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FOUR LEVELS OF DEPRESSION'S EFFECTS ON HEART DISEASE
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Pathway 2 is more directly biological. It proposes that specific biological changes during depression directly accelerate the process of developing heart disease, including elevated stress hormones, changes in heart-rate variability, impaired immune system functioning, and changes in the blood’s tendency to clot.

In addition, depression may exacerbate other forms of distress (pathway 3), such as chronic anxiety, to overwhelm the central nervous system and then the cardiovascular system.

For those who are curious about the mind-body connection, this book charts the vicious cycle of depression and heart disease.  Through vignettes, scientific summaries, illustrations, and practical clinical tips, a new approach to this vexing mind-body problem points the way to better care based on cutting-edge science.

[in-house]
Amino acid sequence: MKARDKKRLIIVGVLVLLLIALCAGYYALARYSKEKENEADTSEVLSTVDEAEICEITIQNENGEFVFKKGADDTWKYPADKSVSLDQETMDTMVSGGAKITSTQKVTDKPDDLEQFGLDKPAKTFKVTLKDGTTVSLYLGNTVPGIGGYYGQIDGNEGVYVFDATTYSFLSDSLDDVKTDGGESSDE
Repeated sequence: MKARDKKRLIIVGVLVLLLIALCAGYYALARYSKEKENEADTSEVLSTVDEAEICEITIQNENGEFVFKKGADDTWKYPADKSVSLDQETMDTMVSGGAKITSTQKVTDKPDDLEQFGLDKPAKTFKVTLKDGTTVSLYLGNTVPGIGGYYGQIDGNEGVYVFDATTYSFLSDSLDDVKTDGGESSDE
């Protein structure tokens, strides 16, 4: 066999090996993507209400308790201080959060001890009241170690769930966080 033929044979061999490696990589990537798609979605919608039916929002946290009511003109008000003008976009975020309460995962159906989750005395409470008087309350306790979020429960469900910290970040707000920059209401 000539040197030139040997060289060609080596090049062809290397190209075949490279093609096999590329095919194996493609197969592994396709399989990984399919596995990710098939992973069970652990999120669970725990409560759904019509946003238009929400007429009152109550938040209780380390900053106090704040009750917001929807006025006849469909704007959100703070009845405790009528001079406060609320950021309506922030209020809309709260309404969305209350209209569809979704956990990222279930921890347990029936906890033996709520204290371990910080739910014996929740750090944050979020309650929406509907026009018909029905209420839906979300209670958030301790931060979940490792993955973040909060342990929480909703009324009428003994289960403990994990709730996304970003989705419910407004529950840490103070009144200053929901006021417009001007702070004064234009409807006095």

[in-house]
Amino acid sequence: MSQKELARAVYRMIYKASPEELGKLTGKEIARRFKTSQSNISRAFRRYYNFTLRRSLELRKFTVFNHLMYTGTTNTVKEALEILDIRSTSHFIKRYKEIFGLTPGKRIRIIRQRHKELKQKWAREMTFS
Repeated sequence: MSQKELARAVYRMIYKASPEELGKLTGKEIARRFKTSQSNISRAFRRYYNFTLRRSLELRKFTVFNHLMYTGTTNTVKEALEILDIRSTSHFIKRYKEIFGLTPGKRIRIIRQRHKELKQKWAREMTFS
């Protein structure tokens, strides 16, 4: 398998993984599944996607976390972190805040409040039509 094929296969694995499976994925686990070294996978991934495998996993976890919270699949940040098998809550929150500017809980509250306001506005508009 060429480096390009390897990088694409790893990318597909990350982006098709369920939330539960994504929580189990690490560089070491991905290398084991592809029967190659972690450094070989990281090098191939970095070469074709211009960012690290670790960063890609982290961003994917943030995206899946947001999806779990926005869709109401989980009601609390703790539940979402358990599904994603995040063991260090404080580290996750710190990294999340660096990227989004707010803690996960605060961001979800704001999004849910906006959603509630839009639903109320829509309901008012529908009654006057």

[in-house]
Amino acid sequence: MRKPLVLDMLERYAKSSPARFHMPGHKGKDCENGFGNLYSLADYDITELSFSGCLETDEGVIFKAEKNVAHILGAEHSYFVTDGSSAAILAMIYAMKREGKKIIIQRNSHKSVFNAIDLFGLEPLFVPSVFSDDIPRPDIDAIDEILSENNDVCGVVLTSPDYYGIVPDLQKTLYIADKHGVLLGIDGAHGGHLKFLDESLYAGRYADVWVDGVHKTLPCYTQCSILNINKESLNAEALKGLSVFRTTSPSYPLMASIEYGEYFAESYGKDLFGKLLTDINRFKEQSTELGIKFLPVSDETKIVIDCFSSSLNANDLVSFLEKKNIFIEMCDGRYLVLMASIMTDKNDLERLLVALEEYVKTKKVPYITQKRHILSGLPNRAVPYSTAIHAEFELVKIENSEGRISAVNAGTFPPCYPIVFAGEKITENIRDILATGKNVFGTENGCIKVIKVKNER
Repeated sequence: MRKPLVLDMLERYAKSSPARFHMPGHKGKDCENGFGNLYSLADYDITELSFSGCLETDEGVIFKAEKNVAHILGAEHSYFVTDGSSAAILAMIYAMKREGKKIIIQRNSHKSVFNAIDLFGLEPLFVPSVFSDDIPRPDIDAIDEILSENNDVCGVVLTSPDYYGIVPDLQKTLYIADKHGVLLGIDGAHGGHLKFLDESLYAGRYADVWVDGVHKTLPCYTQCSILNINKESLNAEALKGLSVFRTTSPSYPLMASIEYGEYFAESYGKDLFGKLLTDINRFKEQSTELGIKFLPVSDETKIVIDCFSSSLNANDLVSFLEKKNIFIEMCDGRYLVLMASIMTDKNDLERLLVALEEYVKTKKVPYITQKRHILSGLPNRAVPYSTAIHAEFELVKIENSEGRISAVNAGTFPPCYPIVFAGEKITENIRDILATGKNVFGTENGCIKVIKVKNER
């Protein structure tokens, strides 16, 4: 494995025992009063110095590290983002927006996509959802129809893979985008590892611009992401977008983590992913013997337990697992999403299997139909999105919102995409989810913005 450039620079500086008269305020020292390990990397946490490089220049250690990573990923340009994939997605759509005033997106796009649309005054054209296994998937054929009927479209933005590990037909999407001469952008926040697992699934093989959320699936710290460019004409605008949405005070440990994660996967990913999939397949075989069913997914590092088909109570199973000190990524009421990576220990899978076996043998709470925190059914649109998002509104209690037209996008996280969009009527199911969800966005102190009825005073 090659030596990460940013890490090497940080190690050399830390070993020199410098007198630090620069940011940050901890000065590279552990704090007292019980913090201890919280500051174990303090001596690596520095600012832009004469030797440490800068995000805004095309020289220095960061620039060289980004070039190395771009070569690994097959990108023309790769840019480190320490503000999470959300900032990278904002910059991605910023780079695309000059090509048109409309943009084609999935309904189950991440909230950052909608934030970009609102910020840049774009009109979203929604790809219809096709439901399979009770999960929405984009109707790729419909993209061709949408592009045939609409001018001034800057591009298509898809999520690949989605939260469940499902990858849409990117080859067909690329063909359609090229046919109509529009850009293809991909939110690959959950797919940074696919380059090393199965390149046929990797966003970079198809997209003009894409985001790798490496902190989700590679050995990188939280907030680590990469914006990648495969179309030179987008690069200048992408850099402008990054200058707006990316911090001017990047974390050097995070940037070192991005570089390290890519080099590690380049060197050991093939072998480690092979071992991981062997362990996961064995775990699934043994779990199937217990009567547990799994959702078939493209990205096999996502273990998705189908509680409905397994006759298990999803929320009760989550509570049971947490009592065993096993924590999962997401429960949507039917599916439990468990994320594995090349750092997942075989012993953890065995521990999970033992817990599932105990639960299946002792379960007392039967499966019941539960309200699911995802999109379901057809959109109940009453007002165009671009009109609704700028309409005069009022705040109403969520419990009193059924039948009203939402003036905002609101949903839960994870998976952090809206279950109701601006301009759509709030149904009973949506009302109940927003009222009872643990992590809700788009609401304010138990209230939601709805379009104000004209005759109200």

The Aching Heart presents a new view of depression as a broad-reaching illness with a distinct neurobiology, as well as its better known psychological and social dimensions. This book shows how the most up-to-date model of heart disease extends to the biology of depression in ways that translate into tips for better care.

Pathway 1 is a behavioral one, which proposes that depression triggers risky behaviors, such as smoking, overeating, and avoiding physical activity, behaviors that raise the chances of developing heart disease or that make existing heart disease worse.

Treating the Aching Heart
A Guide to Depression, Stress, and Heart Disease
LAWSON R. WULSIN, MD

256 pages, 6 x 9 inches
16 figures, 3 tables
bibliography, index, appendixes
Vanderbilt University Press 2007
ISBN 0-8265-1560-6
(978-0-8265-1560-5)
Hardcover $49.95s
ISBN 0-8265-1561-4
(978-0-8265-1561-2)
Paper $22.95t

The Heart/Mind Connection